There’s no end of hand-wringing these days in our churches of how to keep young adults interested. The “next” generation is leaving the church faster than hockey fans from a lockout and we’re all asking why. Don’t get me wrong, it’s crucial to follow this unsurprising trend (#weshouldhaveseenthiscoming), but there is also a subtle danger: we may shape a gospel for a generation instead of seeing a generation shaped by the gospel.
Two distinct challenges face the Church in every age. First is the challenge of passing faith from one generation to the next in a way that is faithful to the message, relevant, and founded in Tradition (the living faith of the dead—which young adults are generally eager to embrace), as opposed to tradition (the dead faith of the living—which young adults have always tended to vomit out like lukewarm borscht).
The second challenge is how to en-flesh or incarnate the faith within a generation. A survey of the generations in our pews (or chairs, theatre seats, or chaise lounges) shows that each found a way to en-flesh the faith for their times. Not surprisingly, given the pace of change and increasing priority of self over community, each struggles to learn the language of the next, while each following generation seems determined to name whatever came before it as unpalatable bunk.
So, to begin moving us beyond generational navel-gazing, let me ask a few questions:
- Forget the label of your generation and ask: how well do I know the stories and spiritual journeys of people both older and younger than I?
- Forget your preferred form of “church” and ask: what is at the heart of the forms of the gospel I see cherished in those older and younger than me?
- Don’t forget that you were a product of your culture before you were a disciple of Jesus and ask: Am I most interested in having a gospel shaped for me or am I yearning to be shaped by the gospel?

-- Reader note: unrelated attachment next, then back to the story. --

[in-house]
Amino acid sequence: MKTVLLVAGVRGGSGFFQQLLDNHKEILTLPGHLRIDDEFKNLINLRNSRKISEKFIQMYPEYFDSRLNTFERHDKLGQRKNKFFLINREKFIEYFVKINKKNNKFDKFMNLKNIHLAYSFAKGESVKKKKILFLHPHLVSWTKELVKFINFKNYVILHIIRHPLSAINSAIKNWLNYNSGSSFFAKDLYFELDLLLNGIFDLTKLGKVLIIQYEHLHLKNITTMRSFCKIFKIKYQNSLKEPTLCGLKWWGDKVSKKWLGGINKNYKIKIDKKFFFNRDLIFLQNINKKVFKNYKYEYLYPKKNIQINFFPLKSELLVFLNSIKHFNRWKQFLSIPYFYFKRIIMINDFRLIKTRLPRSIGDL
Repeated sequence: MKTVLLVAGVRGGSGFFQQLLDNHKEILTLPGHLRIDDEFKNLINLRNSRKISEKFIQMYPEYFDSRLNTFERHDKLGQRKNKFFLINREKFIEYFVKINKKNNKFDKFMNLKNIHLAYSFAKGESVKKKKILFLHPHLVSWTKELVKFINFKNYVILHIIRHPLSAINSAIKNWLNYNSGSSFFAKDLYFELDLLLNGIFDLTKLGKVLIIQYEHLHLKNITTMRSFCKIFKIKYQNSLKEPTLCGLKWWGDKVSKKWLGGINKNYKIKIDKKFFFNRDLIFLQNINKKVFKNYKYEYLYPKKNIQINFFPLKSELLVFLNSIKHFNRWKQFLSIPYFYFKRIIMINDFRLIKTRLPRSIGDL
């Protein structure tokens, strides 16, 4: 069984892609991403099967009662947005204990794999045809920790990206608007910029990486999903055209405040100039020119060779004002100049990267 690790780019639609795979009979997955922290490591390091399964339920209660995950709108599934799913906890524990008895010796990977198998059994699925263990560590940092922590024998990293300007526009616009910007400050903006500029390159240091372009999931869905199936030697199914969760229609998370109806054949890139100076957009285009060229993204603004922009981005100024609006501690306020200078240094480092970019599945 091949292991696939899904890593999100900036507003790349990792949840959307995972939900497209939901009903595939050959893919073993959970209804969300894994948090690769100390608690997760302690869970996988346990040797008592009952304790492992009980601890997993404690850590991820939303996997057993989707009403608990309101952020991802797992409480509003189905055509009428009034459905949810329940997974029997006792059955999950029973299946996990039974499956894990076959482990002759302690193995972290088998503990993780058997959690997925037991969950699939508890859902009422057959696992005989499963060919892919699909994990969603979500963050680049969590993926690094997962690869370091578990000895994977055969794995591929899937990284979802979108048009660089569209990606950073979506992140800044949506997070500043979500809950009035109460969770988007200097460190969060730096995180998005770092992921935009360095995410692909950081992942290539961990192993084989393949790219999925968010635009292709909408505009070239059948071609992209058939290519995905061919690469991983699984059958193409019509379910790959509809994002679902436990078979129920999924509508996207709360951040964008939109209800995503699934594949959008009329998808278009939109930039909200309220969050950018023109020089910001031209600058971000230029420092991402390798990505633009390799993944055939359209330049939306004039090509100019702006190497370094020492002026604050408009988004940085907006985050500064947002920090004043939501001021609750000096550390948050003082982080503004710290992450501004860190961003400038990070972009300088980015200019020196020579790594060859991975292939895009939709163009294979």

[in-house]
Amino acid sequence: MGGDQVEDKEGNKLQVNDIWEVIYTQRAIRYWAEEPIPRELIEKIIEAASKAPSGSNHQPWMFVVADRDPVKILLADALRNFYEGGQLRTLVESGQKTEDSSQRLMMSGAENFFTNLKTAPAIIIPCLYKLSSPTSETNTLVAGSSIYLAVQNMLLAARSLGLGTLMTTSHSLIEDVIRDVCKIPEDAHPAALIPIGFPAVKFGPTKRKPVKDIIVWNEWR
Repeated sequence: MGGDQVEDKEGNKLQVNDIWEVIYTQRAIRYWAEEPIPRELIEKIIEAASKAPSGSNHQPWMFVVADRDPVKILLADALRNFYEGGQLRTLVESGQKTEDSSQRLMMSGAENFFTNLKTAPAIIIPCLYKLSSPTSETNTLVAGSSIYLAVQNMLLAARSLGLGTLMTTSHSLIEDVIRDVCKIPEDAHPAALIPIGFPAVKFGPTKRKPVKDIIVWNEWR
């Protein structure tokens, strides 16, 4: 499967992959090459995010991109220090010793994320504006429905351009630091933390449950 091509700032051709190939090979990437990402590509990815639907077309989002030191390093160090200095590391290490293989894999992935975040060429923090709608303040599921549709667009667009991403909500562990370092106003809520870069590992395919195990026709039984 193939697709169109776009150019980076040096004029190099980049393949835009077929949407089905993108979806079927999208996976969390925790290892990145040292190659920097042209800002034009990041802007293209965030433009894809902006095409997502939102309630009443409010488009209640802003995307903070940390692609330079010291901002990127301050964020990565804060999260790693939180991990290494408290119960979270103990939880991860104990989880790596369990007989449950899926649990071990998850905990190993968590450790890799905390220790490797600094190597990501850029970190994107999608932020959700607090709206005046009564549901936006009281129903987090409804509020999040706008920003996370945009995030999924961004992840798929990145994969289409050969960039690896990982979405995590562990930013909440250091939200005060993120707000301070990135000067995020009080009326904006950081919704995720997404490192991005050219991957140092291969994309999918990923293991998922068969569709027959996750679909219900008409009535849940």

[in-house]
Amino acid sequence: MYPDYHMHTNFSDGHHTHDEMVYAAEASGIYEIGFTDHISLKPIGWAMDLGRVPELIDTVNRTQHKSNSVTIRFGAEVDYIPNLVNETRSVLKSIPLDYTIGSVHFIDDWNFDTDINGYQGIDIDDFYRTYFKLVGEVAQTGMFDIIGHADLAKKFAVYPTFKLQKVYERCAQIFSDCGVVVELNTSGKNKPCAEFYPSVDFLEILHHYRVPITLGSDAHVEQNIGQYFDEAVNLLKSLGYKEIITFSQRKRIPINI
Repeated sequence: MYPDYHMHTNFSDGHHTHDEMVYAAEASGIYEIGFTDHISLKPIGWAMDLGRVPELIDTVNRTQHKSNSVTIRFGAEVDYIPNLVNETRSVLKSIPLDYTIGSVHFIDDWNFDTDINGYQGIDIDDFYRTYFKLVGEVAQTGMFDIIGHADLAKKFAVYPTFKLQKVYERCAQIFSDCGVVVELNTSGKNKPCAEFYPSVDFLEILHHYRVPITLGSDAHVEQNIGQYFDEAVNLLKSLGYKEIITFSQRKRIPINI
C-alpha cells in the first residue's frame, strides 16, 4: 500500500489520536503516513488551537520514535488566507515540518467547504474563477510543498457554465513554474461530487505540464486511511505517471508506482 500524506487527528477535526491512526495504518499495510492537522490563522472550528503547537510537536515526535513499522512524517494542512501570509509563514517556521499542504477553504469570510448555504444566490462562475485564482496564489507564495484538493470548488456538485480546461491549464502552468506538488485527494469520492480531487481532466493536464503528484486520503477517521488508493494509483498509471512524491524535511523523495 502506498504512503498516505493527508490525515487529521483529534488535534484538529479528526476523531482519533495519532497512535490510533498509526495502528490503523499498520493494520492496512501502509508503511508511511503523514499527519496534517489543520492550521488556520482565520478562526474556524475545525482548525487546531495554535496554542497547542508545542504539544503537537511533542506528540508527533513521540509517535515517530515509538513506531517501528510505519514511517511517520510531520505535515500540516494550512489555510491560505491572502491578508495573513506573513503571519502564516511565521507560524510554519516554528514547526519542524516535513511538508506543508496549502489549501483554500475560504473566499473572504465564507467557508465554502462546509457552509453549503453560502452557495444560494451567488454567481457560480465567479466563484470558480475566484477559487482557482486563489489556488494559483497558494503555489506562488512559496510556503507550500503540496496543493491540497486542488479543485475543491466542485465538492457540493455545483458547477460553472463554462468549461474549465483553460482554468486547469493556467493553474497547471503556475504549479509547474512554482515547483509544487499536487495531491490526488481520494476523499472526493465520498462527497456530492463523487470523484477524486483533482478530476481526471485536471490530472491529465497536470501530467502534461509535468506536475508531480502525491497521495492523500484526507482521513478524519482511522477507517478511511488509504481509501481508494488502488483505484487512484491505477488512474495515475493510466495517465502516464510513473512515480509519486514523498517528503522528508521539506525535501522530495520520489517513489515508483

Next, we should take heed of Hemorrhaging Faith, a recent study on young adults and the Church that uncovered something unexpected: the decline in the church from childhood to teen is greater than the decline from youth to young adult. It may be that we adults—even young adults—are actually missing the point. So, opening my eyes and ears anew to all this has brought me to some new practical insights:
Get interactive. I have started inviting texts about the text during my sermon. This has been enriching and thought-provoking. Many texts I receive come from young adults who love this interaction. One text, arriving three days after a sermon, asked: “I am 16 and not a virgin: am I going to hell?” My guess is the privilege of engaging this private journey with my younger brother or sister in Christ would not have happened any other way. Increased interaction and connection across all the ages is more important than particular forms.
Get real. One young adult confessed before our congregation that his faith was dormant until our church went through crisis. The stuff the older people were trying to make go away so we could be a “good” church again was the fertilizer nourishing the faith of this brother. Young adults want to be part of community that lives faith, not just talks or sings about it. We have enough drivel to fill their lives; we—and even younger children—need to be part of a people that models how to deal with life in the real world and has a message powerful enough to change it.
Get gospel. This is crucial. Get gospel, or get back to it. Young adults like everyone else including our children, need more than ethical instruction from the church. They need to hear what makes the Christian hope unique—in Christ, God en-fleshed his love and holiness, sacrificed himself for our sins, and rose from the dead inaugurating a new creation that cannot be stopped. We don’t need to hear there is a really good religious teaching that can be shaped to our preference; we need to hear there is a hope for the ages that transforms those it touches by calling sin to account and offering hope, grace and a whole new kingdom in its place. We need this Good News and we all—including young adults—need to turn our attention toward shaping an even younger generation who seem to be growing up missing the point while the rest of us debate what the point is.
Phil Wagler turned 40 this year and was forced to remove “young” from his adulthood. He now knows nothing and longs for the time he did. You can reach him at firstname.lastname@example.org.